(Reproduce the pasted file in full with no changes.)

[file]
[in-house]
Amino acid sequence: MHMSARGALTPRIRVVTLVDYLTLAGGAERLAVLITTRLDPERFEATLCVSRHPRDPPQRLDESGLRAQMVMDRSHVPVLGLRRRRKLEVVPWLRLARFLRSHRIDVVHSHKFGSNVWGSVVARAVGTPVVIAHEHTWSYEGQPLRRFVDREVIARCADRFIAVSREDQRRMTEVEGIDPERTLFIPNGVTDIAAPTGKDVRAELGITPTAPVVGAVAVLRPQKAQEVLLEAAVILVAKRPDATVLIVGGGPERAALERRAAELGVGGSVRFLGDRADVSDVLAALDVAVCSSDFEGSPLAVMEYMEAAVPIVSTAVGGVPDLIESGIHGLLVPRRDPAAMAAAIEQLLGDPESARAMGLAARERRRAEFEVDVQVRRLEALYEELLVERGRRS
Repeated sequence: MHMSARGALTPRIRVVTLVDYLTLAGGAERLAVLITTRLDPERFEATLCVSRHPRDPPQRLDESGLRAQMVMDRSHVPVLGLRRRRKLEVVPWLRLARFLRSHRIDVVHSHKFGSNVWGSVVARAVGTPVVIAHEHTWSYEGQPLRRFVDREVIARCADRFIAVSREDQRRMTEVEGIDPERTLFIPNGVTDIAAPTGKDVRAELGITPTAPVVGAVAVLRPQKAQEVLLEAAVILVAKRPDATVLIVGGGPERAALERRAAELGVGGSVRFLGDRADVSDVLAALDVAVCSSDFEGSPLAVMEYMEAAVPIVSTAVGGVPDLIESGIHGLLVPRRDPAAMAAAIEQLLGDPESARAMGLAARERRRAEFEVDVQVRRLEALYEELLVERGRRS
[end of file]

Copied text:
[in-house]
Amino acid sequence: MHMSARGALTPRIRVVTLVDYLTLAGGAERLAVLITTRLDPERFEATLCVSRHPRDPPQRLDESGLRAQMVMDRSHVPVLGLRRRRKLEVVPWLRLARFLRSHRIDVVHSHKFGSNVWGSVVARAVGTPVVIAHEHTWSYEGQPLRRFVDREVIARCADRFIAVSREDQRRMTEVEGIDPERTLFIPNGVTDIAAPTGKDVRAELGITPTAPVVGAVAVLRPQKAQEVLLEAAVILVAKRPDATVLIVGGGPERAALERRAAELGVGGSVRFLGDRADVSDVLAALDVAVCSSDFEGSPLAVMEYMEAAVPIVSTAVGGVPDLIESGIHGLLVPRRDPAAMAAAIEQLLGDPESARAMGLAARERRRAEFEVDVQVRRLEALYEELLVERGRRS
Repeated sequence: MHMSARGALTPRIRVVTLVDYLTLAGGAERLAVLITTRLDPERFEATLCVSRHPRDPPQRLDESGLRAQMVMDRSHVPVLGLRRRRKLEVVPWLRLARFLRSHRIDVVHSHKFGSNVWGSVVARAVGTPVVIAHEHTWSYEGQPLRRFVDREVIARCADRFIAVSREDQRRMTEVEGIDPERTLFIPNGVTDIAAPTGKDVRAELGITPTAPVVGAVAVLRPQKAQEVLLEAAVILVAKRPDATVLIVGGGPERAALERRAAELGVGGSVRFLGDRADVSDVLAALDVAVCSSDFEGSPLAVMEYMEAAVPIVSTAVGGVPDLIESGIHGLLVPRRDPAAMAAAIEQLLGDPESARAMGLAARERRRAEFEVDVQVRRLEALYEELLVERGRRS